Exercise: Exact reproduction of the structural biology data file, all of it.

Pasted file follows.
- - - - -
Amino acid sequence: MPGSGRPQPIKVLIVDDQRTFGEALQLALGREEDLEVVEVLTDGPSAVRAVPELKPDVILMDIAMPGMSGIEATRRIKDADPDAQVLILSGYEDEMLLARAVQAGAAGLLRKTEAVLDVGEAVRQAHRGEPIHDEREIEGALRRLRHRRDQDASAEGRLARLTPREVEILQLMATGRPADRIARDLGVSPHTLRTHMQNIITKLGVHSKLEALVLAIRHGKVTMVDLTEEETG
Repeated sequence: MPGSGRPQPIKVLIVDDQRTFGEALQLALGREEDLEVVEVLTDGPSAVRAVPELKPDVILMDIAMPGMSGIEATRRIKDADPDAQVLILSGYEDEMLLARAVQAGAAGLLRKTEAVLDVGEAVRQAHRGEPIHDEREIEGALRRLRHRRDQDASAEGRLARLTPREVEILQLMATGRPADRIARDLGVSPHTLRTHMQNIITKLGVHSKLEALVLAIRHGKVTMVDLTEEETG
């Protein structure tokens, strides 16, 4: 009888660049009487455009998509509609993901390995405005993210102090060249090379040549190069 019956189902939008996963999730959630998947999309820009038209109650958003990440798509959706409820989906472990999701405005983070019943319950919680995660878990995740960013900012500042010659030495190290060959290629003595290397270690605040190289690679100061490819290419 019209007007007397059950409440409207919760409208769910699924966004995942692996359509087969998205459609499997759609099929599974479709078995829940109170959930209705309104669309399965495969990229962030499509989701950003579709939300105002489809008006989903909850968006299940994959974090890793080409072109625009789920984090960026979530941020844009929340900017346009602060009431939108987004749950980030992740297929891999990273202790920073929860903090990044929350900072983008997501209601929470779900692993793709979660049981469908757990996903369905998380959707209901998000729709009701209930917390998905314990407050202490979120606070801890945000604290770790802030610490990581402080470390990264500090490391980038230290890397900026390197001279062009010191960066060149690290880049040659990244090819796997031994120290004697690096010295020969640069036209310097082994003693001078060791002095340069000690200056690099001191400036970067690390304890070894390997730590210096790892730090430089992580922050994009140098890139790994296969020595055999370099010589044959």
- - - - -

Amino acid sequence: MPGSGRPQPIKVLIVDDQRTFGEALQLALGREEDLEVVEVLTDGPSAVRAVPELKPDVILMDIAMPGMSGIEATRRIKDADPDAQVLILSGYEDEMLLARAVQAGAAGLLRKTEAVLDVGEAVRQAHRGEPIHDEREIEGALRRLRHRRDQDASAEGRLARLTPREVEILQLMATGRPADRIARDLGVSPHTLRTHMQNIITKLGVHSKLEALVLAIRHGKVTMVDLTEEETG
Repeated sequence: MPGSGRPQPIKVLIVDDQRTFGEALQLALGREEDLEVVEVLTDGPSAVRAVPELKPDVILMDIAMPGMSGIEATRRIKDADPDAQVLILSGYEDEMLLARAVQAGAAGLLRKTEAVLDVGEAVRQAHRGEPIHDEREIEGALRRLRHRRDQDASAEGRLARLTPREVEILQLMATGRPADRIARDLGVSPHTLRTHMQNIITKLGVHSKLEALVLAIRHGKVTMVDLTEEETG
């Protein structure tokens, strides 16, 4: 009888660049009487455009998509509609993901390995405005993210102090060249090379040549190069 019956189902939008996963999730959630998947999309820009038209109650958003990440798509959706409820989906472990999701405005983070019943319950919680995660878990995740960013900012500042010659030495190290060959290629003595290397270690605040190289690679100061490819290419 019209007007007397059950409440409207919760409208769910699924966004995942692996359509087969998205459609499997759609099929599974479709078995829940109170959930209705309104669309399965495969990229962030499509989701950003579709939300105002489809008006989903909850968006299940994959974090890793080409072109625009789920984090960026979530941020844009929340900017346009602060009431939108987004749950980030992740297929891999990273202790920073929860903090990044929350900072983008997501209601929470779900692993793709979660049981469908757990996903369905998380959707209901998000729709009701209930917390998905314990407050202490979120606070801890945000604290770790802030610490990581402080470390990264500090490391980038230290890397900026390197001279062009010191960066060149690290880049040659990244090819796997031994120290004697690096010295020969640069036209310097082994003693001078060791002095340069000690200056690099001191400036970067690390304890070894390997730590210096790892730090430089992580922050994009140098890139790994296969020595055999370099010589044959």